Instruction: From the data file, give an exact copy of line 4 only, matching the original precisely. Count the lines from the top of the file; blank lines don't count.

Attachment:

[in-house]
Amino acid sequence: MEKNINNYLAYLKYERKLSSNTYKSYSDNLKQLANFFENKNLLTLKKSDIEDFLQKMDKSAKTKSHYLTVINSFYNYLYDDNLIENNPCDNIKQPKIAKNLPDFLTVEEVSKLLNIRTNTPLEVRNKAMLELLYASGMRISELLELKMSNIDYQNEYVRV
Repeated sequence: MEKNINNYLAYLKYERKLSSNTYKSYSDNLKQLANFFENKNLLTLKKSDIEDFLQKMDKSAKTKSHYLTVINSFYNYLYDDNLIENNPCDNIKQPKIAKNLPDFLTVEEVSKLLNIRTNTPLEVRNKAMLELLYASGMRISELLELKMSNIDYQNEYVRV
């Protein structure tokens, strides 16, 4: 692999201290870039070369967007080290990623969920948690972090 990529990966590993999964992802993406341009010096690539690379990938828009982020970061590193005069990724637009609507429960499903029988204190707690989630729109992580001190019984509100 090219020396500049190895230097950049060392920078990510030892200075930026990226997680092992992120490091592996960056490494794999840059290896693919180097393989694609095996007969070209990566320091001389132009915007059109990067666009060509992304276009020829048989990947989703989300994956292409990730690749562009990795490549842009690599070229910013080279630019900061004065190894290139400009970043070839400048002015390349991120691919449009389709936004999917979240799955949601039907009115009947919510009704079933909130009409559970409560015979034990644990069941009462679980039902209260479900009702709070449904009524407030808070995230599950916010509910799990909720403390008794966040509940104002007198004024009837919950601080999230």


């Protein structure tokens, strides 16, 4: 692999201290870039070369967007080290990623969920948690972090 990529990966590993999964992802993406341009010096690539690379990938828009982020970061590193005069990724637009609507429960499903029988204190707690989630729109992580001190019984509100 090219020396500049190895230097950049060392920078990510030892200075930026990226997680092992992120490091592996960056490494794999840059290896693919180097393989694609095996007969070209990566320091001389132009915007059109990067666009060509992304276009020829048989990947989703989300994956292409990730690749562009990795490549842009690599070229910013080279630019900061004065190894290139400009970043070839400048002015390349991120691919449009389709936004999917979240799955949601039907009115009947919510009704079933909130009409559970409560015979034990644990069941009462679980039902209260479900009702709070449904009524407030808070995230599950916010509910799990909720403390008794966040509940104002007198004024009837919950601080999230």